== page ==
Cynthia Liccese-Torres, Arlington County historic preservation planner, said that her office has found “quite a bit of new additional research” that will enhance the guide.

The still-operating Green Valley Pharmacy in Nauck will be featured in the new edition. It was opened in 1952 and served African Americans who were refused service in Arlington’s segregated drug stores.

Also included will be dozens of graves previously considered “lost” that have been identified in the cemetery at Calloway United Methodist Church.

Liccese-Torres estimates that the guide will be completed and ready for distribution in spring 2016.

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Joan HorwittThe two and a half acre of land where the Reevesland farmhouse sits was divided into two parcels — one which will contain the farmhouse and one that will become a public park.

The County Board’s decision allows the county to preserve the view of the farmhouse while still being able to sell it to a private party, Chair Mary Hynes said. The county also approved a permit to make the farmhouse a “unified residential development,” which makes it easier to sell, possibly as a single-family home.

Under the decision, the county manager cannot divide the land until directed by the Board, which extends the time for the county to hear proposals and decide what exactly to do with the farmhouse. The entire two and a half acre property will remain a local historic district, preventing major changes.

“The creation of a separate lot that includes the farmhouse would enable the County to market the house for sale to a private buyer willing to restore and maintain it,’ the county said in a press release. “The newly created lot is meant to give a potential owner privacy and the flexibility to expand the house with oversight by the county’s Historic Affairs and Landmark Review Board.”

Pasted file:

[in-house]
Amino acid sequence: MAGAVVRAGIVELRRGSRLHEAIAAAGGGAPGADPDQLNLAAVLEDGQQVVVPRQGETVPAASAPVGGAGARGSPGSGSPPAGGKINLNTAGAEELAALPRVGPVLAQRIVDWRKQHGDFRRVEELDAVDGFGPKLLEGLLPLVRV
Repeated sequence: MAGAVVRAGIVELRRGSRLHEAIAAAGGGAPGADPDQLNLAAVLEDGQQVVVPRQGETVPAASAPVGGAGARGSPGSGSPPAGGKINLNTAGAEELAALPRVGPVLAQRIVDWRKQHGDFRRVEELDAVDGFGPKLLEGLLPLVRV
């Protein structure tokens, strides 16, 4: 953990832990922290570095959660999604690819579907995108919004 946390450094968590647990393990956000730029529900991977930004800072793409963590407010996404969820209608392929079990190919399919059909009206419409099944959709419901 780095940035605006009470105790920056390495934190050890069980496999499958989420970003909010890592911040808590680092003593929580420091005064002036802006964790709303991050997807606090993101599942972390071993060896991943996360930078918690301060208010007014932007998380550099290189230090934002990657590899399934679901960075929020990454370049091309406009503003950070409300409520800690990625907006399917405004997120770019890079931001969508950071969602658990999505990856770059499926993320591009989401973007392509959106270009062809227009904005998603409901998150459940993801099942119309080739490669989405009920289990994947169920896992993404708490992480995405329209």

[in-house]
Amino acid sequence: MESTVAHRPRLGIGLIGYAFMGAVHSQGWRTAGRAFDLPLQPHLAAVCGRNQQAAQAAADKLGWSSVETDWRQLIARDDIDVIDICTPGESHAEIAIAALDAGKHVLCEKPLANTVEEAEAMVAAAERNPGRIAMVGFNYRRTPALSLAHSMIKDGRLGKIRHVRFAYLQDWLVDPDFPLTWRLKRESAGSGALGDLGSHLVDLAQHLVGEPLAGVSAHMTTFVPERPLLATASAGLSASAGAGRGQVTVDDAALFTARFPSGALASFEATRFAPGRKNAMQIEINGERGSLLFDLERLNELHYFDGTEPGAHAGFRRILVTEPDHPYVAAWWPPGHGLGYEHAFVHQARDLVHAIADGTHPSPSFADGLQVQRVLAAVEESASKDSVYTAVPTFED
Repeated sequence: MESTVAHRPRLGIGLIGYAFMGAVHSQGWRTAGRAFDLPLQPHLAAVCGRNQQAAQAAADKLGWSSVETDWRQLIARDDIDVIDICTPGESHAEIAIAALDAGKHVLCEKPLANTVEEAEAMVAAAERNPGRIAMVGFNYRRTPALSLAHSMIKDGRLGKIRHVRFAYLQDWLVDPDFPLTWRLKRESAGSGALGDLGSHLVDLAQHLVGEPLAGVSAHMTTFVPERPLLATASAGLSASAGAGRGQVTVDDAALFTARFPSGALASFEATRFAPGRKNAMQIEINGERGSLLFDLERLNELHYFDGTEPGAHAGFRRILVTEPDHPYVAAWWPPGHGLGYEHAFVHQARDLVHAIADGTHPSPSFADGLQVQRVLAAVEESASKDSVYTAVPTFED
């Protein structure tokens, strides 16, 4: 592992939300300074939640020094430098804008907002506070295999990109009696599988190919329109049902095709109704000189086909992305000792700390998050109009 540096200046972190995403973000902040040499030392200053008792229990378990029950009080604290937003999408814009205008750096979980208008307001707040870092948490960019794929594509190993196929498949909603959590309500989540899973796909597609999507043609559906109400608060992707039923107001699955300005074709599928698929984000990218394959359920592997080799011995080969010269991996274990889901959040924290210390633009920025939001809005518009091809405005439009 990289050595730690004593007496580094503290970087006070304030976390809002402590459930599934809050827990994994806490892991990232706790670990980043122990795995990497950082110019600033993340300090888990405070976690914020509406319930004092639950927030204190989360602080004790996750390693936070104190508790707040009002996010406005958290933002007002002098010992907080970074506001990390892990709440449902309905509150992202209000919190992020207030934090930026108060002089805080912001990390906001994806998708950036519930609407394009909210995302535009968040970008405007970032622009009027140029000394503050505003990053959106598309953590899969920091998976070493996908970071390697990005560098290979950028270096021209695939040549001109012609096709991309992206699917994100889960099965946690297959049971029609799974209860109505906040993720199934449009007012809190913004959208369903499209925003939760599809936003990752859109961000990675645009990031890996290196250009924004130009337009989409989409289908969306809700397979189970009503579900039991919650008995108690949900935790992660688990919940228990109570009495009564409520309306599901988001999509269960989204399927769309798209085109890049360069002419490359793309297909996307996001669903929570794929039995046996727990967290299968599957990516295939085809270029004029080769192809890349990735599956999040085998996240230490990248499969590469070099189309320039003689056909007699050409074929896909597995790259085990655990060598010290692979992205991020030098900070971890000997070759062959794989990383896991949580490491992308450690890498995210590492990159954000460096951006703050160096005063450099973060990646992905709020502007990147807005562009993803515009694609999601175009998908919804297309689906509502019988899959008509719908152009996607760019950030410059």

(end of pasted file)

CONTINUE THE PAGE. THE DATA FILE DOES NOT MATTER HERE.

Board member Walter Tejada was the only vote against the division of the property. He also voted against the sale of the Reevesland farmhouse in May.

Tejada made a motion to include a direction to the county manager that the land could not be divided until a path to the “historic milk shed,” which would sit on the piece of land made into a park, was made compliant with the Americans with Disabilities Act. County staff said it might not be possible to have an ADA compliant path within the three years, and the motion failed.

The Board voted to sell the Reevesland farmhouse property after deciding it could not put up the $2-2.5 million it would cost to renovate the building for public use. In order to keep the building as county property, Arlington would have to rebuild parts of the farmhouse to make it compliant with the Americans with Disabilities Act and modern safety codes, including strengthening the floors and updating the buildings utilities, Board Chair Mary Hynes said at a June board meeting.